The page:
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The Nature of Man, the Renaissance, and the Protestant Reformation Essay

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Europe was a tumultuous region in the fifteenth and sixteenth centuries. In particular, the Renaissance and the Protestant Reformation both introduced radical intellectual and religious ideas that challenged centuries of established doctrine. This period corresponded with a great surge in philosophical, political, and religious writing. Among the most influential thinkers of the time were the Italian humanist Leon Battista Alberti, the Florentine politician Niccolò Machiavelli, and the German monk Martin Luther. Alberti wrote in a time of humanist thought and economic prosperity, Machiavelli in a time of growing political instability and economic uncertainty in Italy, and Luther in a time dominated by an increasingly corrupt Catholic church. While Alberti’s good fortune is reflected in On the Family’s optimism, Machiavelli’s The Prince and Luther’s On Christian Liberty are direct reactions to the perceived crises the authors were witnessing, and both works were written with an obvious sense of urgency.

These writers all put forward strongly worded and drastically different views of the fundamental nature of man. Alberti saw man as an active being seeking a classical education and a good family in which to raise children, Machiavelli perceived man as craving power and impossible to satisfy, and for Luther man was eternally sinful searching only for faith in God. More significant than their visions of human nature is the physical focus of that nature—body or soul—and how the origin of such a attitude was related to the period in which they were living. While Alberti’s vision of human nature focused on a man’s outward actions shaping his inner soul, Luther saw just the opposite, a man’s soul struggling to achieve what...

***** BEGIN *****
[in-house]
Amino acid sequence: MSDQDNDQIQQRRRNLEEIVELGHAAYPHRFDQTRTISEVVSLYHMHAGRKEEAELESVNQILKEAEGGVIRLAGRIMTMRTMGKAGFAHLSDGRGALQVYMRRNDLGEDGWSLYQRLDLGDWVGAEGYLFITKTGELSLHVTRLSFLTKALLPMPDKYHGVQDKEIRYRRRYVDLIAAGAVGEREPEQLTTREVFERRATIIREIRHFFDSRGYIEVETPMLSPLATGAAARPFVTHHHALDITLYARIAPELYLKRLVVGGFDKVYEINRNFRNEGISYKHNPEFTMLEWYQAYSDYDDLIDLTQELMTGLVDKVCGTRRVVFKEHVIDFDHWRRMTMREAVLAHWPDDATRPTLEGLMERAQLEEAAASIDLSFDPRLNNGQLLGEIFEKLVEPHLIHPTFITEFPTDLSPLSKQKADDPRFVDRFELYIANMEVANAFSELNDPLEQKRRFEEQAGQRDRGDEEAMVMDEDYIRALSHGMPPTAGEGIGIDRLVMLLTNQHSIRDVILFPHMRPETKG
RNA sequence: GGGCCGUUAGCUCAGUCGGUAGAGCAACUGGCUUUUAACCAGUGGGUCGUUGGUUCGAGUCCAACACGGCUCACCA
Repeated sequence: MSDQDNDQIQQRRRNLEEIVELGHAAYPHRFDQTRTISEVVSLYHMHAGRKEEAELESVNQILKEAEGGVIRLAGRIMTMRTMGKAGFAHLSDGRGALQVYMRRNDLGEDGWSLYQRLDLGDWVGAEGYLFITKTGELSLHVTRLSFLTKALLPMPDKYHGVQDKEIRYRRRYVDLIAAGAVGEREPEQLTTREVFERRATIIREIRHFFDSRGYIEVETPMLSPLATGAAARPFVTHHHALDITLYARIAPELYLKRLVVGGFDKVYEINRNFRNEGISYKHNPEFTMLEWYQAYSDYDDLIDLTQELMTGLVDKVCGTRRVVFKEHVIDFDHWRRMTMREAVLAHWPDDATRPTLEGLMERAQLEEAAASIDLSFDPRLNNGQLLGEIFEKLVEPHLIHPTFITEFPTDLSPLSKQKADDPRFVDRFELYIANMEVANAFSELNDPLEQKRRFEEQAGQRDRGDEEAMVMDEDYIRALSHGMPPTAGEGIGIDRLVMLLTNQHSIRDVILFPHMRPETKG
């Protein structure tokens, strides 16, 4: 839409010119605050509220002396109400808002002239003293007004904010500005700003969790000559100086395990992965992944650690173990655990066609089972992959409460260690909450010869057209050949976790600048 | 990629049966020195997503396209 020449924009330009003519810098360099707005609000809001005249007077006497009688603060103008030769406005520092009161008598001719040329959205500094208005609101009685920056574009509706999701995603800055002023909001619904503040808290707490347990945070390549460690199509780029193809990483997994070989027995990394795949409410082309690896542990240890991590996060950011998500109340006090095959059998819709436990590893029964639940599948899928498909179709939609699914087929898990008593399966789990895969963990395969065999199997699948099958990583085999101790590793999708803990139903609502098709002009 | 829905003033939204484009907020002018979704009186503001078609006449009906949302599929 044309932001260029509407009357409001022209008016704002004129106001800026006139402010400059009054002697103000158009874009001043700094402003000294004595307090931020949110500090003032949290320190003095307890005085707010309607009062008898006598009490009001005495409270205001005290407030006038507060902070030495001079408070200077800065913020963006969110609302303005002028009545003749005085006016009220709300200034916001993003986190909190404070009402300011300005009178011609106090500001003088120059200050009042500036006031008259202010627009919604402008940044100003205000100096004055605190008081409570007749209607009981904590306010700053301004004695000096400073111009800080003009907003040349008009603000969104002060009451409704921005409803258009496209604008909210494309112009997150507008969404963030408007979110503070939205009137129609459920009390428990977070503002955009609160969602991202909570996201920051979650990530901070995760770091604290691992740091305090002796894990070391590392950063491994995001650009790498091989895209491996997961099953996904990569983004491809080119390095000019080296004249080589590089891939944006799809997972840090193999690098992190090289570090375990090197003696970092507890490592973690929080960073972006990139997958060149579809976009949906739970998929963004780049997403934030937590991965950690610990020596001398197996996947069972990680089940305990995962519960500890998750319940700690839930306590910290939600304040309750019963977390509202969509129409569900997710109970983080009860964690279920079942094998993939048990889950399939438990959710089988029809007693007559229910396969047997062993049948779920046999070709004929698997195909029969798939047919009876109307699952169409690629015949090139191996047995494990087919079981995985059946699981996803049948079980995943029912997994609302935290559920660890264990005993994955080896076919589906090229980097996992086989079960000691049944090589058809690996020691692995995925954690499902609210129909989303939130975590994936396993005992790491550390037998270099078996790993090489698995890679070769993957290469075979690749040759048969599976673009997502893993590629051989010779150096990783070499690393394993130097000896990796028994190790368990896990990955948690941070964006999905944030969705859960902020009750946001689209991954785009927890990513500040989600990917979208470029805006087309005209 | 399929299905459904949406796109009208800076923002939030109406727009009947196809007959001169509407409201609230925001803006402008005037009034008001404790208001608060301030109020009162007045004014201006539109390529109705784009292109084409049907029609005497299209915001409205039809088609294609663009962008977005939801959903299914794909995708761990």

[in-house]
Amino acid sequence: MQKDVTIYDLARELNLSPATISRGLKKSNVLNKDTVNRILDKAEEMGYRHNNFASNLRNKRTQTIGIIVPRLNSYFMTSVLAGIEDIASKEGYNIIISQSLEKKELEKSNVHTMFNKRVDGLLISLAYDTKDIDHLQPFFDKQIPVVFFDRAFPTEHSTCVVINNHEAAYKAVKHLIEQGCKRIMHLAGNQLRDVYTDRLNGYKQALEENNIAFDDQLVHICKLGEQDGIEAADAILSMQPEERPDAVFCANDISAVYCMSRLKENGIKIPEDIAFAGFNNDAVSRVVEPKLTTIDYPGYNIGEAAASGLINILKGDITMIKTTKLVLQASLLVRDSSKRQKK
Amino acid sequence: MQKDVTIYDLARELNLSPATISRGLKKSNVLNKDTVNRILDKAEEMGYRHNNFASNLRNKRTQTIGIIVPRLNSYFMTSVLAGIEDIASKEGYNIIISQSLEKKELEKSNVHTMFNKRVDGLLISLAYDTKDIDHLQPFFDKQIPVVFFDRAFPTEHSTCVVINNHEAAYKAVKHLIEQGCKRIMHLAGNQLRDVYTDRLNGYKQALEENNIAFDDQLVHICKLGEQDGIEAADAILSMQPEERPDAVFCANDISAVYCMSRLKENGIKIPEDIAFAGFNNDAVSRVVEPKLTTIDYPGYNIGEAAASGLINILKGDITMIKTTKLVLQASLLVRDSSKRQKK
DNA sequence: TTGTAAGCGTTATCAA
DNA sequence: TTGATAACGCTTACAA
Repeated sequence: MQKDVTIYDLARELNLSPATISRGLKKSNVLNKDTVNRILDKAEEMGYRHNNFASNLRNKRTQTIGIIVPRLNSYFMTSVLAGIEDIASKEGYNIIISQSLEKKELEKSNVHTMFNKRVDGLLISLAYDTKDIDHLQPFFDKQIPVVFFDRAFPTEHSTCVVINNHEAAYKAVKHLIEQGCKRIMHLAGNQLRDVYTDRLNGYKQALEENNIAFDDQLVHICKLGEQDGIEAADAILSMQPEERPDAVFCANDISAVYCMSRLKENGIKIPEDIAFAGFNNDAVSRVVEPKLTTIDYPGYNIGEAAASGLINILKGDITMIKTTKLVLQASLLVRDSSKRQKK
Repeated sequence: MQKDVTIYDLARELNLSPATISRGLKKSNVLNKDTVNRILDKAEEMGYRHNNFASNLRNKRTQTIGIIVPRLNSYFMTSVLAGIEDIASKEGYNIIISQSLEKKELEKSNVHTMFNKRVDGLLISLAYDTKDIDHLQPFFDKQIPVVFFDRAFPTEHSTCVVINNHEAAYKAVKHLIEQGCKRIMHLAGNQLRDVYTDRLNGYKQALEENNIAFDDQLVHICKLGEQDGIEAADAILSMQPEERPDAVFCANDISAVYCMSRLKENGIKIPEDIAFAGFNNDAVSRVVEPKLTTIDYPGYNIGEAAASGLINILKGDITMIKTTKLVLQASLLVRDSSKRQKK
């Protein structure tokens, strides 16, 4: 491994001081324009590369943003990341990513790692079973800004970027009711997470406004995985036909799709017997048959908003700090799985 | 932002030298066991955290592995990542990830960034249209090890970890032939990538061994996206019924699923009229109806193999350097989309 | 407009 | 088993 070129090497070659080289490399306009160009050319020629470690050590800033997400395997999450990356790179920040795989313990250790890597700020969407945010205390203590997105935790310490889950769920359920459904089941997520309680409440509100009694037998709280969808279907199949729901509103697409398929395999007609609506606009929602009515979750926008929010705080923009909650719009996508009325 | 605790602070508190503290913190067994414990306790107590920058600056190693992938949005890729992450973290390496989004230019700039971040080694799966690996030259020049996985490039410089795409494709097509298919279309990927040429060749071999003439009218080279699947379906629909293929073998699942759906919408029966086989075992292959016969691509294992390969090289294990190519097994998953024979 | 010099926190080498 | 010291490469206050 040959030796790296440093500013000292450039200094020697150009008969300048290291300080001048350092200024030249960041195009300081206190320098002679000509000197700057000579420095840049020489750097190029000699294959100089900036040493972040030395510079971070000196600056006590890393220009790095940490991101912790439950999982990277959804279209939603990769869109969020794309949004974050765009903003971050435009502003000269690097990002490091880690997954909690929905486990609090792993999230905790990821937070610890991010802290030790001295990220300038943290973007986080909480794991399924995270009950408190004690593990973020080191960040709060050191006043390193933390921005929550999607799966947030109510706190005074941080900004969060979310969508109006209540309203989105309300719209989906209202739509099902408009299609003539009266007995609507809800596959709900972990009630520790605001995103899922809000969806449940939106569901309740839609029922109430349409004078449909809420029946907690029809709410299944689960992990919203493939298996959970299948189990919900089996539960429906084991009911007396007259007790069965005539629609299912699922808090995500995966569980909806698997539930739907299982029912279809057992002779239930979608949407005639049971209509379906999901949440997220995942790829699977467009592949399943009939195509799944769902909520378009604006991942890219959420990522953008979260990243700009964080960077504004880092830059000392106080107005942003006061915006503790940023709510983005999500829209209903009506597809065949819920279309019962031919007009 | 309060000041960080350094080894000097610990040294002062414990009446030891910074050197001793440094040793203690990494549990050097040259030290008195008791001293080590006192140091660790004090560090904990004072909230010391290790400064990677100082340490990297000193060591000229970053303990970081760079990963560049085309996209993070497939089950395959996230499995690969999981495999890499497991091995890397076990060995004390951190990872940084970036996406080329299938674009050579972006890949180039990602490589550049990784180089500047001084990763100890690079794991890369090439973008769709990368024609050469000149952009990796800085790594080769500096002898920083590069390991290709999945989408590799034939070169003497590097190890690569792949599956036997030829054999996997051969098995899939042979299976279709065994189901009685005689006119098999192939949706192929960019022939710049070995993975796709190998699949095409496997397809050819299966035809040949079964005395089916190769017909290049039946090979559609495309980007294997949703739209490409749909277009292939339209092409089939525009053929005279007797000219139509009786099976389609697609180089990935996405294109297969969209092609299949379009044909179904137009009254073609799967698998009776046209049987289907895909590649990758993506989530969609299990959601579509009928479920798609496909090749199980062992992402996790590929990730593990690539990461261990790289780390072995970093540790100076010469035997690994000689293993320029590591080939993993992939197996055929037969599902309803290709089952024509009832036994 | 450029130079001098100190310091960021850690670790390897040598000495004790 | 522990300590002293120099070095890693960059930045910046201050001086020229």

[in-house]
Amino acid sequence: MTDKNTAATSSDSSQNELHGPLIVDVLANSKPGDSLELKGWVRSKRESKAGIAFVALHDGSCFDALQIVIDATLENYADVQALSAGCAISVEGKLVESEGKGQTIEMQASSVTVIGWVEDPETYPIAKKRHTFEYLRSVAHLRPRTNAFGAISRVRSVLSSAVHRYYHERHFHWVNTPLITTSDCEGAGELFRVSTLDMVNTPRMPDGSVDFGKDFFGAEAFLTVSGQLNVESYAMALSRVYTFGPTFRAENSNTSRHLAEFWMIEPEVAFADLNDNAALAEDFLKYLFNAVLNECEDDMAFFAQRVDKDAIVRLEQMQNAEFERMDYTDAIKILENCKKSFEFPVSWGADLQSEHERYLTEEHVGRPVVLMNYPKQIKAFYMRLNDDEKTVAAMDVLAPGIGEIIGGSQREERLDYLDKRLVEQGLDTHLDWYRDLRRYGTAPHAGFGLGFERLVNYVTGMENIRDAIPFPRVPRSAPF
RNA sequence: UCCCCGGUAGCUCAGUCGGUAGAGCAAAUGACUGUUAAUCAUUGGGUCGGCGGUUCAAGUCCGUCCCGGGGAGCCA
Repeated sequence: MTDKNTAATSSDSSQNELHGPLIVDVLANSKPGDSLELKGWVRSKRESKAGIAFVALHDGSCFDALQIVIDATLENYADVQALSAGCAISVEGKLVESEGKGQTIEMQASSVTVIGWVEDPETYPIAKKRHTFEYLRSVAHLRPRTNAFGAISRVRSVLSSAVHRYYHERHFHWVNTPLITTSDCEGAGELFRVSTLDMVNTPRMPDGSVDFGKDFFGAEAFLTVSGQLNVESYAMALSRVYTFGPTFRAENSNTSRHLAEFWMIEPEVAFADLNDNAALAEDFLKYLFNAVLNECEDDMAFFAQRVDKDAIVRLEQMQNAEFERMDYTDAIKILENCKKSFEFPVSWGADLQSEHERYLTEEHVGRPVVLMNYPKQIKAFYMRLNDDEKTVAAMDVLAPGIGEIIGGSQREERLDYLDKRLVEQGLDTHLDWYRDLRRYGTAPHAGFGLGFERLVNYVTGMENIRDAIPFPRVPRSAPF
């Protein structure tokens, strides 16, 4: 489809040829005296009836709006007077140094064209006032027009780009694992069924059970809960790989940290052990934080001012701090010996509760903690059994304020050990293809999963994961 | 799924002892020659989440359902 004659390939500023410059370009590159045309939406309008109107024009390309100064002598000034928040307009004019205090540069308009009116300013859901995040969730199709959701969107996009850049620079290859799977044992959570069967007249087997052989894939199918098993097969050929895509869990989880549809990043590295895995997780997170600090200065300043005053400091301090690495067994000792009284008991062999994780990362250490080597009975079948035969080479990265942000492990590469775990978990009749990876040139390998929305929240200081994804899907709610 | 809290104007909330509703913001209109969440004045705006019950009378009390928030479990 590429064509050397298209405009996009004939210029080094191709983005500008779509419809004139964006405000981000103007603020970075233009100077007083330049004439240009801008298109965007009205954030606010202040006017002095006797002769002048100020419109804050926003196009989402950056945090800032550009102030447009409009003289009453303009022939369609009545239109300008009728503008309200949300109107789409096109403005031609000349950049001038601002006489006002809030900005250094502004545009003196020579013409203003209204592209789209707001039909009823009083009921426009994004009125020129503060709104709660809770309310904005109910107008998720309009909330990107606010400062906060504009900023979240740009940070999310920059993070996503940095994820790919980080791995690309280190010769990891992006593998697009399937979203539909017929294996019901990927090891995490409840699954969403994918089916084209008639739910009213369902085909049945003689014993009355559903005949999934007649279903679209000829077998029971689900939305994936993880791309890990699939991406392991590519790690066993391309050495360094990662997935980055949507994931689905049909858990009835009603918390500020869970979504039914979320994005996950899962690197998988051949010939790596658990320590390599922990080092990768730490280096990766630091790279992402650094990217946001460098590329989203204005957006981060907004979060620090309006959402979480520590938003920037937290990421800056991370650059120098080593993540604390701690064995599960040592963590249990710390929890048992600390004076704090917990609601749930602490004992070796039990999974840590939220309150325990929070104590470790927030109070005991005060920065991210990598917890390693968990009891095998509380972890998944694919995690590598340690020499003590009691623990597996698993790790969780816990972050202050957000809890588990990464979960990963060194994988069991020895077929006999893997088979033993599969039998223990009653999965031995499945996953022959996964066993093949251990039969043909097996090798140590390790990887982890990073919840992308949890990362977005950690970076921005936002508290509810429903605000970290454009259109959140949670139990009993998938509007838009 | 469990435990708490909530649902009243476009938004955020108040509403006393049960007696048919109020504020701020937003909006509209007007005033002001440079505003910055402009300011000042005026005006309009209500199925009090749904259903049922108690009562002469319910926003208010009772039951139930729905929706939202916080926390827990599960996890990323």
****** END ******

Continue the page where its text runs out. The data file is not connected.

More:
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...lberti saw a great potential for man and wanted to outline his vision for others. Machiavelli saw man’s flaws and what it caused, and sought only a cold, practical solution without the nuisance of morals. Luther, devastated by the corruption of the ruling religious authority, wished to save Europe’s Christians from a way of life that would seal their fate as sinners.



Works Cited

Alberti. On the Family. Readings in Western Civilization 5: The Renaissance. Ed. Eric Cochrane and Julius Kirshner. The University of Chicago Press: Chicago, 1986.

The Making of the West, Volume B: 1320-1830. Ed. Lynn Hunt, et al. Bedford/St. Martin's: New York, 2001.

Luther, Martin. On Christian Liberty. Trans. W. A. Lambert. Fortress Press: Minneapolis, 2003.

Machiavelli, Niccolò. The Prince. Trans. Harvey C. Mansfield. The University of Chicago Press: Chicago, 1998.


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